Was Kanmu running to save his life, or was there a desire for something greater, the need to create a new Jerusalem? It was the year 784 AD, but Kanmu was no ordinary man. He was the emperor in the fledging capital city of Nara. Whether real or imagined, Emperor Kanmu feared for his life. His future was clouded by shadows as he walked down the corridors of his palace. Were his rivals going to take him away from his throne? What about the clergy? They didn’t see eye to eye and he wanted some space, away from their growing influence.
Whether it was true or just his imagination playing on his mind, there is one thing that he is sure of. He had to move. Nagaoka Kyo wasn't on the map in 784, but it was definitively on his mind. A new world where the emperor would rule in peace , where old rivalries and the loose talk of the meddling priests will no longer cast a shadow on his reign.It would take days to travel by foot from Nara crossing many rivers and hills, one that will clear his mind and give him a vision for the future. He may as well be traveling to a new world.Yet relocating the capital was no light decision, with thousands of servants having to move and costs that would baulk the royal treasury. Wasn’t it decided just 70 years ago to stay put in Nara? Hoping for Divine blessing Kanmu founded Oharano shrine, in the hills above Nagaoka Kyo. Then in 785, disaster struck. Fujiwara no Tanetsugu, the administrator for the new capital was assassinated. Now, even what was sure became uncertain. Should the capital be moved here at all? Wanting to start again, he moved again, this time to Heian-kyo, home of present day Kyoto.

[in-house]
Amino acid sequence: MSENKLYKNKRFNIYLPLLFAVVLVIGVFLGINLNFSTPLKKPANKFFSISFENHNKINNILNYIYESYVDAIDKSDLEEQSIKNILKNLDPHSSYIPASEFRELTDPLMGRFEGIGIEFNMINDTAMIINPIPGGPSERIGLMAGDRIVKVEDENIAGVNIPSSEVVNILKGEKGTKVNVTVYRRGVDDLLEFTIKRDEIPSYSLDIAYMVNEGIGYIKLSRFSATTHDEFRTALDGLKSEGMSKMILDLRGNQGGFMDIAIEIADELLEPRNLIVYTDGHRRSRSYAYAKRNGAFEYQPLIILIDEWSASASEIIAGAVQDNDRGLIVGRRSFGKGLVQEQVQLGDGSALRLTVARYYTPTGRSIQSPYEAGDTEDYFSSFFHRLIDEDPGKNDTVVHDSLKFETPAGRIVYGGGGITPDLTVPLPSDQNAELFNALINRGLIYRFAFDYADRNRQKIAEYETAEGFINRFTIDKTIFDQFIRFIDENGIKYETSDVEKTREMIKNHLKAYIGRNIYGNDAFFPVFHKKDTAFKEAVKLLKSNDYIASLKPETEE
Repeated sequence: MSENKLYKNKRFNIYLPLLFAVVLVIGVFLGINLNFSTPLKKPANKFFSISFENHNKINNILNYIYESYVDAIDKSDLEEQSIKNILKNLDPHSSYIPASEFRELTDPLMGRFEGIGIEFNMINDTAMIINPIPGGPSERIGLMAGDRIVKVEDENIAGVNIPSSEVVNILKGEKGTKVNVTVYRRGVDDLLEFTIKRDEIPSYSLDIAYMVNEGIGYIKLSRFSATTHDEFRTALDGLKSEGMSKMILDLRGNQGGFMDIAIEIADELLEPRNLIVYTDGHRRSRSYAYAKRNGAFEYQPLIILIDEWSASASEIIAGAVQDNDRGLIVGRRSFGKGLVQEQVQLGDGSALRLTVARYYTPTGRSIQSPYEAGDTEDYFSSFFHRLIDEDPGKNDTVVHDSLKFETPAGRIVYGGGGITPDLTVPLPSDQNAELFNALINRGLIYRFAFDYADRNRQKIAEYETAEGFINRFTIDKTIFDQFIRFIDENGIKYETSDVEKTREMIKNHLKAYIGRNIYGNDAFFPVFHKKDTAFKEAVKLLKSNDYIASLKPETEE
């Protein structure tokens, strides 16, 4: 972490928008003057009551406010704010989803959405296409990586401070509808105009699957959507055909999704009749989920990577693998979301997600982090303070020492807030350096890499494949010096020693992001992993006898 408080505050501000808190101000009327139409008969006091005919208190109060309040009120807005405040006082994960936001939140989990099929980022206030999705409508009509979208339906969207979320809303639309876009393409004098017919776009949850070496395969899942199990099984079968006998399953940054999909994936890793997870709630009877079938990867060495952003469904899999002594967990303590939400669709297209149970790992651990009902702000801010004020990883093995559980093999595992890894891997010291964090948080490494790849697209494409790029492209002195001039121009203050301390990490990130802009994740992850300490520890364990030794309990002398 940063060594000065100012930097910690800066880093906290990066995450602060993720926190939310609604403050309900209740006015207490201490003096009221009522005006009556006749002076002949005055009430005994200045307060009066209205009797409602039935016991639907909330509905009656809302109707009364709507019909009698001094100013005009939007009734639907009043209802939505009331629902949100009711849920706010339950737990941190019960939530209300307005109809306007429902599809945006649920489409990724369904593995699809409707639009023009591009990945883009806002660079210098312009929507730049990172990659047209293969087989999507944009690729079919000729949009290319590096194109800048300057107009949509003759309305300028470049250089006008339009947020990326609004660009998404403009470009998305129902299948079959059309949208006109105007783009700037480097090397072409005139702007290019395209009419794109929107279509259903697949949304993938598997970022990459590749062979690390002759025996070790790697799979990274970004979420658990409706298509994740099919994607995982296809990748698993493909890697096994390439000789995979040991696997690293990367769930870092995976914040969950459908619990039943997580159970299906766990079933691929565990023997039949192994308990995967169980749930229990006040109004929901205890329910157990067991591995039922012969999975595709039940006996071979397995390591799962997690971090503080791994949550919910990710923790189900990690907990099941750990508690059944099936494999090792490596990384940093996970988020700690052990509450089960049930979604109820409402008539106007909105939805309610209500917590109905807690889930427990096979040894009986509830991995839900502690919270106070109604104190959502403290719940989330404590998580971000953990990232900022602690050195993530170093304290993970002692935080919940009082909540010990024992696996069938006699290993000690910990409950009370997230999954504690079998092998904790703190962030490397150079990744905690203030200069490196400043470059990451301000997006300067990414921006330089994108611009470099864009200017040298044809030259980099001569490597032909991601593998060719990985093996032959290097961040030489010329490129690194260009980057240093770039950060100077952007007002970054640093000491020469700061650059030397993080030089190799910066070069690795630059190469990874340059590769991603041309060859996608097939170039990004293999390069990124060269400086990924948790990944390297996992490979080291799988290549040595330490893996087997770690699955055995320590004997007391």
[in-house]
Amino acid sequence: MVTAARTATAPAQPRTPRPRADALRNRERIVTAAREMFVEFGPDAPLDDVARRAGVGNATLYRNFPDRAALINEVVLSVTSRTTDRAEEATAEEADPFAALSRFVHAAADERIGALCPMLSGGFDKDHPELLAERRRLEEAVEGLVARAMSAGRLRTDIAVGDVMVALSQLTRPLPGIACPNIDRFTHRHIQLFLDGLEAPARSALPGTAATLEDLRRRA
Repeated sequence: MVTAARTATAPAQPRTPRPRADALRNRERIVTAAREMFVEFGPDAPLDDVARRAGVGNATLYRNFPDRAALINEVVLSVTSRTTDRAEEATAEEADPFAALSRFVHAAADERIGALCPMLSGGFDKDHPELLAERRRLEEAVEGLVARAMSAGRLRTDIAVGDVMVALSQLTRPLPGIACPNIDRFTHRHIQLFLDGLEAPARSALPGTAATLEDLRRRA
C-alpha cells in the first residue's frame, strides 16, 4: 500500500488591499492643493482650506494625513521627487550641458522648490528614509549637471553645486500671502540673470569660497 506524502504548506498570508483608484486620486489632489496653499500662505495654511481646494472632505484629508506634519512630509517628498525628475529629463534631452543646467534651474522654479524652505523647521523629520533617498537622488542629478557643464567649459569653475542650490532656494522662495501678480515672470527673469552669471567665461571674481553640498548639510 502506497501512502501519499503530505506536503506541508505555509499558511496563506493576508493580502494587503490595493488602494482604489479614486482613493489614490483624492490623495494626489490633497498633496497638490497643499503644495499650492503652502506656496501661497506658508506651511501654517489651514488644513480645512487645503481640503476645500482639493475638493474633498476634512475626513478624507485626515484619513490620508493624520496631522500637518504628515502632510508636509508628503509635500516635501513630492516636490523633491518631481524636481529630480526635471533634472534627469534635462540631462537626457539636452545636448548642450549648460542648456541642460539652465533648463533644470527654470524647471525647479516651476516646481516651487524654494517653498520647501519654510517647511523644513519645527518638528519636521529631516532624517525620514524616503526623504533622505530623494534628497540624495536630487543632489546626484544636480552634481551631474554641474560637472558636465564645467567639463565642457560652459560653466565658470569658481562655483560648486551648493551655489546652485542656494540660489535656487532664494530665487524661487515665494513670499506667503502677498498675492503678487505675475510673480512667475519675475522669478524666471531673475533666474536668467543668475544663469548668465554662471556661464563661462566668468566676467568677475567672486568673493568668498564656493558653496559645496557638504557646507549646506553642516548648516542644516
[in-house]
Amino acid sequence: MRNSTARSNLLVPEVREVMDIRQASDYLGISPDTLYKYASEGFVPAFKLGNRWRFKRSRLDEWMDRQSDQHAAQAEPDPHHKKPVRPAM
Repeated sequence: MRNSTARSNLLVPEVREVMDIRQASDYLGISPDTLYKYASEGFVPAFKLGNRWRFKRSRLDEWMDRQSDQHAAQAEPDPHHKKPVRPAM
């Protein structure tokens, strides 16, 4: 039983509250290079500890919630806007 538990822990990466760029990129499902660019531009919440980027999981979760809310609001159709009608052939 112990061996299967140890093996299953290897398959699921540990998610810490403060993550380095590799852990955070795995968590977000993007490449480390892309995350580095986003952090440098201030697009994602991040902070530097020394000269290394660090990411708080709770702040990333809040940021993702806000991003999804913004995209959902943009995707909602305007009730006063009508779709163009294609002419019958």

In some ways, this move had saved Oharano shrine. While the many parts of Kyoto raced towards modernity, this little known shrine sits preserved in a 20 acre forest, filled with mature maple trees that transform the hills each autumn. You can almost imagine Emperor Kanmu thinking as he strolled these forests, and the shrine was made famous in both the Tale of Ise and the Tale of Genji. Nevertheless, there are links to the former capital of Nara, including statues of deer in the temple grounds.
Tips on getting here: There are only a few places to eat around the temple, so it is good idea get some food near the station before taking bus. There are some cafes in the Aeon Mall Shopping Center just two minutes walk north west of Higashi Muko Railway Station, with take out or eat in lunch or snack menus, as well as a specialty tea stand. They also have a massage clinic, just in case you wish to relax there after the walk. Muko is on the main Kyoto railway line between Osaka and Kyoto, with trains every 10 minutes taking the 10 minute trip to Kyoto, whose modern station is a world away from the quiet charm of Muko.